My research philosophy is to characterize software engineering problems and develop tools and techniques to solve these problems. My work lies in the intersection of empirical software engineering, human factors, and automation and development tools. Here is a featured selection of research projects:

Dissertation Research

Analyzing Existing Systems

To determine if developer recommendation choice architectures can improve recommendations to software engineers, I first examined the GitHub suggested changes feature, a system that incorporates all of the developer recommendation choice architectures. This feature allows reviewers to make specific recommendations on lines of code to improve pull requests during reviews, and lets developers automatically apply, reject, or edit changes. To analyze suggested changes through the lens of my framework, I conducted two studies comparing different styles of automated tool recommendations and exploring its impact on developers and pull requests on GitHub.

Developer Recommendation Choice Architectures

To improve the decision-making of developers, my work incorporates concepts from behavioral science. Nudge theory seeks to improve human behavior by influencing the environment surrounding decisions, or choice architecture [Thaler, 2008]. In this work, I introduce developer recommendation choice architectures, a framework for designing automated recommendations to nudge developers towards better behaviors and practices: 1) actionability, the ease with which developers can adopt target behaviors; 2) feedback, the clarity and relevance of the information; and 3) locality, the placement and timing of recommendations. My preliminary evaluation explores actionable recommendations.

Effective Developer Recommendations

To develop tools and techniques for improving developer decision-making, I first explore what makes an effective recommendation. Research shows that peer interactions, or the process of discovering tools from colleagues during normal work activities, is the most effective mode of tool discovery [Murphy-Hill, 2011]. Additionally, I developed the naive telemarketer design, a baseline approach for automating developer recommendations with bots. My preliminary work investigates what makes each of these methods effective or ineffective for learning about new development tools.

Other Graduate Research

Program Navigation

Flower (pronounced flow-er) is an Eclipse plugin that leverages powerful program analysis techniques while maintaining a minimalistic interface to assist developers in effectively navigating program flow. Our tool enables developers to simultaneously navigate control flow and data flow within the Eclipse Integrated Development Environment (IDE). Some of the features include clicking on any variable or parameter to automatically invoke the tool and highlight everywhere the variable is used and displaying links in the code as well as boxes directly above and below the editor to method calls and declarations where the selected variable is modified or referenced.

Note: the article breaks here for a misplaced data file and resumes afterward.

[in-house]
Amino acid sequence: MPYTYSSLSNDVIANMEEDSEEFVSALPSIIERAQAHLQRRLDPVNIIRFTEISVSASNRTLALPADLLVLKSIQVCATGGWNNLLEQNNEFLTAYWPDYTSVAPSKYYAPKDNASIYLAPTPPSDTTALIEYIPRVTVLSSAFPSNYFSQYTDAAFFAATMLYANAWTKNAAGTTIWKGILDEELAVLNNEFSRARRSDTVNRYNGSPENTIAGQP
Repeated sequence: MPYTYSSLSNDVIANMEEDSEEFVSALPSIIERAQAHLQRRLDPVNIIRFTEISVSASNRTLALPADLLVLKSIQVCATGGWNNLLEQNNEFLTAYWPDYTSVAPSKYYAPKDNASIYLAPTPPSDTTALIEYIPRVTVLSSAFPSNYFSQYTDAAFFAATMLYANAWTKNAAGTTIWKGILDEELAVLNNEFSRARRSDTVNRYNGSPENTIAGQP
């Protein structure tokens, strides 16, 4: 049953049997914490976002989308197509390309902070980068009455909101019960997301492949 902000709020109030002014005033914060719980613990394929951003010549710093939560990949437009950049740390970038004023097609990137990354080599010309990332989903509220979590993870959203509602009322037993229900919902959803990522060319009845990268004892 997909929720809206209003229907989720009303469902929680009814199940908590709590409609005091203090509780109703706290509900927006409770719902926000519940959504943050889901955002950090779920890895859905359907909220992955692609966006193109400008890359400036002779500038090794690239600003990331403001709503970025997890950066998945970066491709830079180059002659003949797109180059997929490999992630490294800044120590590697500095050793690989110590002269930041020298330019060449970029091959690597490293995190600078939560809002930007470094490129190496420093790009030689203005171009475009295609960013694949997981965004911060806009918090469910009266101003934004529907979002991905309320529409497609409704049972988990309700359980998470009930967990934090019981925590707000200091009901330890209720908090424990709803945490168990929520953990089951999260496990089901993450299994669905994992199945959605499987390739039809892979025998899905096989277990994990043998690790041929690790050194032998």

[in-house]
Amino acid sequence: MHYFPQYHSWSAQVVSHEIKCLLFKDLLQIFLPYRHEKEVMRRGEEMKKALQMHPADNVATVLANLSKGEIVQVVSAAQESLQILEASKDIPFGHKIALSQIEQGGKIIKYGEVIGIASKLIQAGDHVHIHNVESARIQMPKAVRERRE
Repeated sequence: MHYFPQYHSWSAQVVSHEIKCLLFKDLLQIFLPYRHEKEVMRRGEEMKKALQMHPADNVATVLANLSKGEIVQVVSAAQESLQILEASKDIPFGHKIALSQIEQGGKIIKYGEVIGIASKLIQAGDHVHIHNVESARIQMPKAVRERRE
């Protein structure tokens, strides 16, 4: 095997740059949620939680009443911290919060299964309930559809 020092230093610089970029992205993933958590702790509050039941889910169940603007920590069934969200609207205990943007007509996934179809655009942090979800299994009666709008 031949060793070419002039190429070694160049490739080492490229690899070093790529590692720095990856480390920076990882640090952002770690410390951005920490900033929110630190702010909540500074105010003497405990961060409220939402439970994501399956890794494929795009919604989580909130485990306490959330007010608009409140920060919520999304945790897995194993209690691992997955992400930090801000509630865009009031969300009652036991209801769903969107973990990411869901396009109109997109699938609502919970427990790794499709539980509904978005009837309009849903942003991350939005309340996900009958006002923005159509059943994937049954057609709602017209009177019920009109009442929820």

Automated Program Repair

Computer science education faces a unique problem where enrollment in introductory courses is drastically increasing while the field's retention rate is decreasing. Programming assignments and grades play a major role students losing interest in the major. This project studies using concepts from automated program repair to improve CS education by providing valuable feedback and automatically grading assignments for beginner programmers. The results suggest our patch grading algorithm is effective for improving grades on introductory coding assignments.

Undergraduate Research

Computer Science Education

This project focused on using the Alice 3D block-based programming language to integrate computer programming concepts and computational thinking into K-12 education, specifically middle school math. For this work, we organized Adventures in Alice Workshops for K-12 teachers interested in incorporating computational thinking and programming concepts into their courses, hosted an Alice Activity Day for students, created and mapped tutorials to standards for middle school students, and presented this work at a variety of venues for students and research presentations. This research was completed for the Duke University Computer Science Undergraduate Research Fellowship (CSURF) program with Dr. Susan Rodger.


For this work, we examined ways to integrate robotics into society and improve the interaction between robots and humans. We explored using the Robot Operating System (ROS) to program iRobot Create robots and AR Drone Parrot Quadricpoters. Our final project consisted of designing and creating SwagBot, a delivery system to transport objects between users. This project was completed as part of the Computing Research Association Distributed Research Experience for Undergraduates (DREU) program Dr. Chad Jenkins and the Brown University Robotics group.